New gas station proposed at routes 20 and 146

GUILDERLAND — Tri-Way Services owns two vacant parcels of land along Western Avenue near the corner of Route 146, and wants to have a Cumberland Farms convenience store and gas station built on one of them.

At a public hearing on Tuesday night, Charles Carrow, of Carrow Real Estate Services, told the town board that the 1.35-acre parcel at 2444 Western Ave., which is zoned for local business, would allow for the convenience store, but not the filling station.

A property must be zoned for general business in order to allow a gas station.

“There is a Stewart’s right across the street, which is zoned for general business, so we’re just asking to extend that zoning across Western Avenue,” said Carrow.

The parcel has stood empty for the more than 10 years that Tri-Way Services has owned it, and Carrow said all types of businesses had been approached and asked about potential tenancy there, but all had declined.

“We tried Starbucks and McDonald’s and everything we could think of,” he said. “Nobody wants to extend down Western past the intersection of routes 20 and 155.”

He said the town should jump at the chance to let Cumberland Farms build there.

“They take great pride in their architectural design,” he said.

Supervisor Kenneth Runion expressed concern over an adjacent property owned by Tri-Way Services, where an abandoned bank building, once housing a Marine Midland bank, still stands.

Runion called the building a “blight” and asked if Tri-Way Services would be removing it or developing the second property.

Carrow said the second Tri-Way Services property was not up for discussion on Tuesday night, but that he believed his client was willing to remove the vacant bank building if the Cumberland Farms project was allowed to go forward.

Board members also worried about creating extra traffic on Western Avenue, but the board was informed that the presenters were not prepared to discuss traffic planning at the public hearing, and would discuss it with the planning board at a meeting on June 11.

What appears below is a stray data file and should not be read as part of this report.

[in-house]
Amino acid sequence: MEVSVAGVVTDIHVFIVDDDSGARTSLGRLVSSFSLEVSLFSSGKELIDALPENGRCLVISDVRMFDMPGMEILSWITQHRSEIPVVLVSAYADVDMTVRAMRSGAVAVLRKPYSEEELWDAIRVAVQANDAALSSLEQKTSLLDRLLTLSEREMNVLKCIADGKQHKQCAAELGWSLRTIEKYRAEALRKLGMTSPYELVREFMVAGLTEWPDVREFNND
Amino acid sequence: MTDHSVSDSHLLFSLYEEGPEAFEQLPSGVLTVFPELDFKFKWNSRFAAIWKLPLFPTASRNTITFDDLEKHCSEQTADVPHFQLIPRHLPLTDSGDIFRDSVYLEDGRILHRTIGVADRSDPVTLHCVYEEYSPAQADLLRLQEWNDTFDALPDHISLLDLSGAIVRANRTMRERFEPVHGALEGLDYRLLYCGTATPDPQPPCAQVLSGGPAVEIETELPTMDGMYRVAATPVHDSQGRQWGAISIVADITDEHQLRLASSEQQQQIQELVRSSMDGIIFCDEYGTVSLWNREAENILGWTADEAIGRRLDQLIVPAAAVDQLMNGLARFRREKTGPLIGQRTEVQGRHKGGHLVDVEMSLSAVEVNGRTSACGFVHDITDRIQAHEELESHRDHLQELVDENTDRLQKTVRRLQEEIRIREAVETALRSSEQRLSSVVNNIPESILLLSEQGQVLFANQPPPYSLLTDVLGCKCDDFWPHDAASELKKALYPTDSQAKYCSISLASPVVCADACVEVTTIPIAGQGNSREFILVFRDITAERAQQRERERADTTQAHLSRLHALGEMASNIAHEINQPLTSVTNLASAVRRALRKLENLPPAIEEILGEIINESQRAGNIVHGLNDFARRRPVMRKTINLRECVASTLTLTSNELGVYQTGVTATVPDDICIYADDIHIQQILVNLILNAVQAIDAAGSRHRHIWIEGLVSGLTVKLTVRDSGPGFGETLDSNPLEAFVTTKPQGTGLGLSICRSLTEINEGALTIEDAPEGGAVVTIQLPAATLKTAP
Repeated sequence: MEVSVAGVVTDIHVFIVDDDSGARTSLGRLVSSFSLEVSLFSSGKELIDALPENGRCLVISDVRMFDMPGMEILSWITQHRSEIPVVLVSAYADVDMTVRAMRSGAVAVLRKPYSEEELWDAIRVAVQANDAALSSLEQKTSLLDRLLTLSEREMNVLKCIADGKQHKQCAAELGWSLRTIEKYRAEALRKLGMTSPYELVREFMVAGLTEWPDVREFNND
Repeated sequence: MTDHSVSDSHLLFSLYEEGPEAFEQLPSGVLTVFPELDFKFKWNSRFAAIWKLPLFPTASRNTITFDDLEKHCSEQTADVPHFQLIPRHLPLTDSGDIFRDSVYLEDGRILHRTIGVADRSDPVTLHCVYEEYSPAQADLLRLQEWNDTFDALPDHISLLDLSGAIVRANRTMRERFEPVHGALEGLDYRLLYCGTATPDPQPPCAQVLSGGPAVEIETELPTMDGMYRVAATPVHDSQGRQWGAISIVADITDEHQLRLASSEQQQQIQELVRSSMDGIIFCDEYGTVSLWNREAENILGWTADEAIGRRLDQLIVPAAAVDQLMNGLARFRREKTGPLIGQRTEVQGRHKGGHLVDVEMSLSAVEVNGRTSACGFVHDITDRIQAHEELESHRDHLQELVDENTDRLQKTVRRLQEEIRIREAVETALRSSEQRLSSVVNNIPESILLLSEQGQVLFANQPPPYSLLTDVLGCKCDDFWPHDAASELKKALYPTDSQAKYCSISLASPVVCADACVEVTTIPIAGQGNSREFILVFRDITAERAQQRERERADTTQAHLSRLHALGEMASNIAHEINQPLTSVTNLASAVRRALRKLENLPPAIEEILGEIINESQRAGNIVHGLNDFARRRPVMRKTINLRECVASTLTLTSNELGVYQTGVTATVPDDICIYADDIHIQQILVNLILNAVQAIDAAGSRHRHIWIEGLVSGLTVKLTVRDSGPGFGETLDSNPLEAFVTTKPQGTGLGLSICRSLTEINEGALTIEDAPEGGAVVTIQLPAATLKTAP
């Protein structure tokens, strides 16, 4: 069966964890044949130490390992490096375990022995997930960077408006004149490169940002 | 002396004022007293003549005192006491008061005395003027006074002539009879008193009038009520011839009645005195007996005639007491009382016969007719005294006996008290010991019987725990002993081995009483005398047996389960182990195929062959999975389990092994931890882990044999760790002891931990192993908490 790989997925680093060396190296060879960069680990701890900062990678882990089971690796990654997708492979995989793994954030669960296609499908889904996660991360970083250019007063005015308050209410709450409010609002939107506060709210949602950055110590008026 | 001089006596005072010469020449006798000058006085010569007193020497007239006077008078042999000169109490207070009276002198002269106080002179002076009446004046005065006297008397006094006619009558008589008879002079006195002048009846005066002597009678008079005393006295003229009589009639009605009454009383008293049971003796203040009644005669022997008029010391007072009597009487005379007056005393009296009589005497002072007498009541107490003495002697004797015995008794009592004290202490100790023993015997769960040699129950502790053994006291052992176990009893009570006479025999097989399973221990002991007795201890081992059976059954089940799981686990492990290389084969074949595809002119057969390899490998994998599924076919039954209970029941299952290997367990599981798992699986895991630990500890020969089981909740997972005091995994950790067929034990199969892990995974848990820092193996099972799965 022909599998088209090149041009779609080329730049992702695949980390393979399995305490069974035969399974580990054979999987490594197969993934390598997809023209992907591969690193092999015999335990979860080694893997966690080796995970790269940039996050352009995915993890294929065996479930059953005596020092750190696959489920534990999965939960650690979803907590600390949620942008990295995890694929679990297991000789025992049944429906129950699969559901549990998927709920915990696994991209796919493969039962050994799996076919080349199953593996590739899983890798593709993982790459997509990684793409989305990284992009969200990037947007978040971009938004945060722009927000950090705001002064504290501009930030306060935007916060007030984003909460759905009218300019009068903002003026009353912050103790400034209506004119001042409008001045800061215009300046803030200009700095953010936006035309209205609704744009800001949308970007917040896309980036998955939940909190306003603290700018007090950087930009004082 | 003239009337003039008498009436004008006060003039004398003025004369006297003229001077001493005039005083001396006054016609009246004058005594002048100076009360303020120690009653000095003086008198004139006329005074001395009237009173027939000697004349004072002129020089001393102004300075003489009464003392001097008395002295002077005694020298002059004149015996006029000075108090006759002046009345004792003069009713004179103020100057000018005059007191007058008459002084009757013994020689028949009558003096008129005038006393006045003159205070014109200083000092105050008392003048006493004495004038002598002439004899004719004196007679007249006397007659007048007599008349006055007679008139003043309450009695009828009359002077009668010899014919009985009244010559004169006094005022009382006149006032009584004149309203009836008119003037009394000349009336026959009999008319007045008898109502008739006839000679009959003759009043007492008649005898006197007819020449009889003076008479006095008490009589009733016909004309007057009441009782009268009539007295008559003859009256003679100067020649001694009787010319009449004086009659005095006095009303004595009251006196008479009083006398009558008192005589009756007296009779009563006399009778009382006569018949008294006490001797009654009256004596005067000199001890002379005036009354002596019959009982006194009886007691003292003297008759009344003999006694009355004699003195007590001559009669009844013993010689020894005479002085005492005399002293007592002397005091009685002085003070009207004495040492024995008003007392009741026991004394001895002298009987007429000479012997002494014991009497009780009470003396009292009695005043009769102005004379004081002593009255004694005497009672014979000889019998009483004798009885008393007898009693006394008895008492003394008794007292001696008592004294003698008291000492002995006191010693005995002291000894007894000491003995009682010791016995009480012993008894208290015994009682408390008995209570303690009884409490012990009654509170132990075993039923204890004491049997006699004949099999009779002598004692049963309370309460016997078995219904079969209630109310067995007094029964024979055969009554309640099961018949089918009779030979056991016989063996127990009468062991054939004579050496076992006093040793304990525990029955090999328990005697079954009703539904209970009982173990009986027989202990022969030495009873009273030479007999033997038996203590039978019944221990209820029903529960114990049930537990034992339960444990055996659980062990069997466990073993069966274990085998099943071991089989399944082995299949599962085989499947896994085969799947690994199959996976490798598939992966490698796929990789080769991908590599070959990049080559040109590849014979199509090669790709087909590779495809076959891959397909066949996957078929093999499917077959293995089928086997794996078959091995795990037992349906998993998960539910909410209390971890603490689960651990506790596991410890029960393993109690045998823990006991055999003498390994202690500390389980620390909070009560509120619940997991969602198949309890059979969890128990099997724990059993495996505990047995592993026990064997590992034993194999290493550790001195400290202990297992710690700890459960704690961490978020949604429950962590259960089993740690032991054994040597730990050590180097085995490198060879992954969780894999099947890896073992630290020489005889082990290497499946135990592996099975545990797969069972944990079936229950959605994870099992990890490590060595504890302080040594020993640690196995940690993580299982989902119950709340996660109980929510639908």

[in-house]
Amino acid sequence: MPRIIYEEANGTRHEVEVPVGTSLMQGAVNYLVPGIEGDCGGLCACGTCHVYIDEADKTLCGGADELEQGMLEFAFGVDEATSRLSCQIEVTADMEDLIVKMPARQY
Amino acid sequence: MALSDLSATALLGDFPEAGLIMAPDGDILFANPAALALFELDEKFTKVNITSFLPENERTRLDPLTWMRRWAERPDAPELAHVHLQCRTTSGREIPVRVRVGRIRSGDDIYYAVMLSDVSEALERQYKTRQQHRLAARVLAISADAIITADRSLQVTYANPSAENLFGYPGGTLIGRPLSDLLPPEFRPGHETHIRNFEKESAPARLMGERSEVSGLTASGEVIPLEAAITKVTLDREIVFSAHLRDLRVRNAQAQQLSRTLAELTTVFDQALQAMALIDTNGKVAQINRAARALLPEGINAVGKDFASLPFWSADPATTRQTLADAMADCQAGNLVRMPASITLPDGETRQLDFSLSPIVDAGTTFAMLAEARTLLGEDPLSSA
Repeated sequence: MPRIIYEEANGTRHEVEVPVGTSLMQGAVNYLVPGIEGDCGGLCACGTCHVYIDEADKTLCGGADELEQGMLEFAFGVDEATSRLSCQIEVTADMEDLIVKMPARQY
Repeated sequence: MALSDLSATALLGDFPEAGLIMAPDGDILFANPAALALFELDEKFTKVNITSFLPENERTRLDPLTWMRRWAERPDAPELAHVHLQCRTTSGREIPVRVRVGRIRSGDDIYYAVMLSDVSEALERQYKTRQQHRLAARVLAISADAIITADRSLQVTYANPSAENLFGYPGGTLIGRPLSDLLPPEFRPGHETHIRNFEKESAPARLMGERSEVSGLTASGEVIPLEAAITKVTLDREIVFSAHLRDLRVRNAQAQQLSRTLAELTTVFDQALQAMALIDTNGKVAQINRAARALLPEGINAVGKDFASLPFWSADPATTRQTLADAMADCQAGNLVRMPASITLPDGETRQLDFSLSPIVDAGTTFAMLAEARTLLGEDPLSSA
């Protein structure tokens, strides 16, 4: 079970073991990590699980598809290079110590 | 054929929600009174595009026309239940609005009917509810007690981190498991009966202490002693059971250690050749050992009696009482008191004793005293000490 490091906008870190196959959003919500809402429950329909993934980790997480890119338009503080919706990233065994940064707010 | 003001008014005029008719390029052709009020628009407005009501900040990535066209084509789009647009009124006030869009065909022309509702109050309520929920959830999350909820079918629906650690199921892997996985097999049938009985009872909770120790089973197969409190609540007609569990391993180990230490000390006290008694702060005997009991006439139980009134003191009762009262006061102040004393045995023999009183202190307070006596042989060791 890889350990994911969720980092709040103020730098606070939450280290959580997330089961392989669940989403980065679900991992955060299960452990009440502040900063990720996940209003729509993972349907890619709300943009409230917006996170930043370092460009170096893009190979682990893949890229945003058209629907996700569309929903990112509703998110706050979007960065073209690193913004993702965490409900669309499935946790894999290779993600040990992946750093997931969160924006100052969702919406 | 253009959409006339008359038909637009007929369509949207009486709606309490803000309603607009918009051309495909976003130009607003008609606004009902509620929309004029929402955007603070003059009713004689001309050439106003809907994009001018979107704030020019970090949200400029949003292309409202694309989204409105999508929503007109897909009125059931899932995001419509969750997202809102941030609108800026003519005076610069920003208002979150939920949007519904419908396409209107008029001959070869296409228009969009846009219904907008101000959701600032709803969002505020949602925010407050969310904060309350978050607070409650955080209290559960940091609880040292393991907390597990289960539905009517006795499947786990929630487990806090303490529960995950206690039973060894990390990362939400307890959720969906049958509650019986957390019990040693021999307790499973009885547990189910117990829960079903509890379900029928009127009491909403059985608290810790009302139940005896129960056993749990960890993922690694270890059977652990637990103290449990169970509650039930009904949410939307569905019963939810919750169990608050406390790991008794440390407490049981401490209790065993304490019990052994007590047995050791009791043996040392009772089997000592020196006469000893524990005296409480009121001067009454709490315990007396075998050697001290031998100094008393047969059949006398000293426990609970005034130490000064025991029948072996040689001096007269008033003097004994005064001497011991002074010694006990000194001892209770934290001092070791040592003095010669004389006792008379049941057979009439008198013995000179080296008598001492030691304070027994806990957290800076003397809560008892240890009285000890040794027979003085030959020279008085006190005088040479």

Mark Grimm, a Guilderland resident and former Republican town board member, spoke to the all-Democratic town board at the hearing, and said the choices were either to continue having a blighted property on the main corridor of the town or to work with a responsible Realtor and developer to fix the problem.

“Not taking action has as many consequences as taking action,” said Grimm.

Donald Csaposs, the town’s grant writer, also spoke, stating he was doing so as a private citizen.

Csaposs spoke against the convenience store and filling station, saying it went against the town’s vision and comprehensive plan.

The board ultimately decided to continue to public hearing until July 1, after the planning board will have reviewed the proposal and addressed potential site and traffic issues.

The town board also voted to set a second public hearing for July 1, at 7:30 p.m., in conjunction with the Village of Altamont Board of Trustees, to consider the request of Pangburn Farm, LLC to annex territory to the Village of Altamont.

The territory consists of approximately 52 acres and is located at the northwest corner of the intersection of Bozenkill Road and Dunnsville Road.

More Guilderland News

Steps to the church basement where the pantry has been since its founding 42 years ago take a toll on both elderly volunteer staff and patrons.

Robert Porter, the president of American Bikers Aimed Toward Education’s New York State office, believes the deadly accident is just another reminder that vehicles need to be more aware of motorcycles on the road.

GUILDERLAND — The Guilderland Town Board and the Altamont Village Board of Trustees held a joint